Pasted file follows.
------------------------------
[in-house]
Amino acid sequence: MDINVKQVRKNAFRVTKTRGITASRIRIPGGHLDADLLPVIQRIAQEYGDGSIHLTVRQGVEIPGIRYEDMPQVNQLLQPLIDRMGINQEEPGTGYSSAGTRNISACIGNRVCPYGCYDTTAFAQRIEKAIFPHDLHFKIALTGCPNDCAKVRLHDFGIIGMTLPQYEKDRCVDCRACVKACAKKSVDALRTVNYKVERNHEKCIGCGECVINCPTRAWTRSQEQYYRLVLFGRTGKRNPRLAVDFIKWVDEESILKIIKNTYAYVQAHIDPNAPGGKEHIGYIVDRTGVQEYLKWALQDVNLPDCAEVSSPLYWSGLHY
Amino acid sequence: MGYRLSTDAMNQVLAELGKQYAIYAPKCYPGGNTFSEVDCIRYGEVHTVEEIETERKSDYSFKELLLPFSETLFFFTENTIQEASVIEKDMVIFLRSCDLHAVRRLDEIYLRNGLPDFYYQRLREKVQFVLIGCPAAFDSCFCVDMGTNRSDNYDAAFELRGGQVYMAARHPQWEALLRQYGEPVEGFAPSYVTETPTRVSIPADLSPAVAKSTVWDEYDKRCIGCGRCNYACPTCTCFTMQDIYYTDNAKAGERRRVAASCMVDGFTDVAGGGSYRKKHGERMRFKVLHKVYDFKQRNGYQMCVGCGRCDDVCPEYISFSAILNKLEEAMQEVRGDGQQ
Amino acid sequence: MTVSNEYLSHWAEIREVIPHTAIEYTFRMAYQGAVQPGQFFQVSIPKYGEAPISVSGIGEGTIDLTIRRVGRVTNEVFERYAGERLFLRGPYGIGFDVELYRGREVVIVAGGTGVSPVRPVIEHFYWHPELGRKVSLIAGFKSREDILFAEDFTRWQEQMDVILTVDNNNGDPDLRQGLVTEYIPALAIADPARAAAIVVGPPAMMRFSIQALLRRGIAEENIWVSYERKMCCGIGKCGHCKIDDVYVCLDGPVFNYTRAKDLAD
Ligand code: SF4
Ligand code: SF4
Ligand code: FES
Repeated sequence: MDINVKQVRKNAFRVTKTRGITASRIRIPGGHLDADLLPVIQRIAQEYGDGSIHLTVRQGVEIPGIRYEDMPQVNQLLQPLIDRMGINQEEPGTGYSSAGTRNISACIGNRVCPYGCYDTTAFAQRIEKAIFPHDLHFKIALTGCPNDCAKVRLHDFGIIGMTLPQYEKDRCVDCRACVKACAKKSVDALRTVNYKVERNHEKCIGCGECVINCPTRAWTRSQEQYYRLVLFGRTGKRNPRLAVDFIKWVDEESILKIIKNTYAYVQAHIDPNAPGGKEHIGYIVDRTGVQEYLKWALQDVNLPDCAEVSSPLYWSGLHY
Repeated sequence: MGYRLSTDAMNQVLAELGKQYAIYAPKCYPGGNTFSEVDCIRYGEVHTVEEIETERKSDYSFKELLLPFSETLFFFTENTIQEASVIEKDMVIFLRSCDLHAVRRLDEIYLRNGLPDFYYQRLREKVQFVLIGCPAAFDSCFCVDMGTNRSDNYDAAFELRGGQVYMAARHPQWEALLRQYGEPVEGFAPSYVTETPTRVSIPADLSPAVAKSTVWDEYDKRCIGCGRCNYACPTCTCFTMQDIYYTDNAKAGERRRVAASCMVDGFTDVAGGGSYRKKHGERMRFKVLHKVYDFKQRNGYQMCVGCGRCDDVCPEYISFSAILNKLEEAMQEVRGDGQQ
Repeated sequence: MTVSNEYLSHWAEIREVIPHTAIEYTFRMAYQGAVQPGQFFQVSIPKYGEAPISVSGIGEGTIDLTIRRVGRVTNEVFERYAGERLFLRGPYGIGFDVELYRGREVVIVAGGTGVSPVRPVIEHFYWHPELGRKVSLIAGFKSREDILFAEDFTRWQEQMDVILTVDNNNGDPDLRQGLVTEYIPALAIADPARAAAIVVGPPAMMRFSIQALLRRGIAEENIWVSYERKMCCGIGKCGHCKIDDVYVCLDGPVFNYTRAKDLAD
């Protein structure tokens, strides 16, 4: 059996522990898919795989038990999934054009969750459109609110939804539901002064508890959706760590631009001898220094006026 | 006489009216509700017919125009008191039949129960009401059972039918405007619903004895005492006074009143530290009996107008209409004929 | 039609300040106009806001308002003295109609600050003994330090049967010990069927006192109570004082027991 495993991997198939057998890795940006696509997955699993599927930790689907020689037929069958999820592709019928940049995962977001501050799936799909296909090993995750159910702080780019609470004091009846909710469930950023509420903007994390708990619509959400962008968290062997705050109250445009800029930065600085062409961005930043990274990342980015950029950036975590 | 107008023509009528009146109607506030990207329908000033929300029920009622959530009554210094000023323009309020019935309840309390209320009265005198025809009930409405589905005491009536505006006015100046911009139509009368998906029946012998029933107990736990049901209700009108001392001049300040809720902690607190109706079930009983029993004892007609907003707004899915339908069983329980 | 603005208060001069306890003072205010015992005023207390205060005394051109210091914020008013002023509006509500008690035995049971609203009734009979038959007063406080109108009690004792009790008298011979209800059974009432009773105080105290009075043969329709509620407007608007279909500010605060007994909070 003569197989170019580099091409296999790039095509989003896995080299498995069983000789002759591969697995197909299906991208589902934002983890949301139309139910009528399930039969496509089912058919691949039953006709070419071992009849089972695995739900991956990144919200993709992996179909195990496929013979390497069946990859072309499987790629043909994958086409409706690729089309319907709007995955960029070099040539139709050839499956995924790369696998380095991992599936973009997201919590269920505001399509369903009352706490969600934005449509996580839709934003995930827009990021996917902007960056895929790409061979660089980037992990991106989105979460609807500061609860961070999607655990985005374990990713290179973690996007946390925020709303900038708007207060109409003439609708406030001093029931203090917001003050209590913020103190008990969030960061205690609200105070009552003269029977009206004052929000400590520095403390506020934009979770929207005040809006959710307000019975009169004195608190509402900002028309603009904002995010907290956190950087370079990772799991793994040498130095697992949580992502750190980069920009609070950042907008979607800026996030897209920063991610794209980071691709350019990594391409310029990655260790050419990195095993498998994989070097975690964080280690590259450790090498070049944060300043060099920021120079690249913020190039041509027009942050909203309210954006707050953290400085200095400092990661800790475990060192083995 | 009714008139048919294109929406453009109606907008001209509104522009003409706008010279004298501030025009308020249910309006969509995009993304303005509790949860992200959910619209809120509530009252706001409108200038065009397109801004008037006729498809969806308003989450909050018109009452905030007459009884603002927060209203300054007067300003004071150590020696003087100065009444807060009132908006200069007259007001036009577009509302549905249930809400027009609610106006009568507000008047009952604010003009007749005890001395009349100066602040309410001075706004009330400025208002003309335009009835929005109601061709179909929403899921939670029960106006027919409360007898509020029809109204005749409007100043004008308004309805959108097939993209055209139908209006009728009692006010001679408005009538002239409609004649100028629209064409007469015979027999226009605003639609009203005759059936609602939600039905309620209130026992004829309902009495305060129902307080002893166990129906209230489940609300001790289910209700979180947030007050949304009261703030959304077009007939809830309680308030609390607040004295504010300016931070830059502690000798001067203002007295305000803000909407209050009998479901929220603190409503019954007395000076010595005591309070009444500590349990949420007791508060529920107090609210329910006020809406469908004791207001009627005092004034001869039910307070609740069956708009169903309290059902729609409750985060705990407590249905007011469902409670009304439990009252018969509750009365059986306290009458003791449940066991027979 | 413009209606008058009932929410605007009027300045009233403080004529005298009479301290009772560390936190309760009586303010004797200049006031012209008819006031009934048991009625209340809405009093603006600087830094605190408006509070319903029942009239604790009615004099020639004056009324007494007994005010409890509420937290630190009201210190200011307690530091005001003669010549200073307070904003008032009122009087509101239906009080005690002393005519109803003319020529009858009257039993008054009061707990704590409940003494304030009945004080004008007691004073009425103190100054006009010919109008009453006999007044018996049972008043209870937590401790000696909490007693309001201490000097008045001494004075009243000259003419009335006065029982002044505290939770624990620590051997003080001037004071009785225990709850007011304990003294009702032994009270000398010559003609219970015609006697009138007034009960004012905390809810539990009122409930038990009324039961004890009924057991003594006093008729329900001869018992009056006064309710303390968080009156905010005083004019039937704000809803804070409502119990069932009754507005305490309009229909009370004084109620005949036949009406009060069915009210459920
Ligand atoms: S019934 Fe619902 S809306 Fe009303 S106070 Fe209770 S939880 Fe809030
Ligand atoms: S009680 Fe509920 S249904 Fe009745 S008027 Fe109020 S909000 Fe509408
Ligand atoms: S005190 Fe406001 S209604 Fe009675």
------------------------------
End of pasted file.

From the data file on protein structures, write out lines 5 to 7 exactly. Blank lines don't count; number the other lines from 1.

Ligand code: SF4
Ligand code: SF4
Ligand code: FES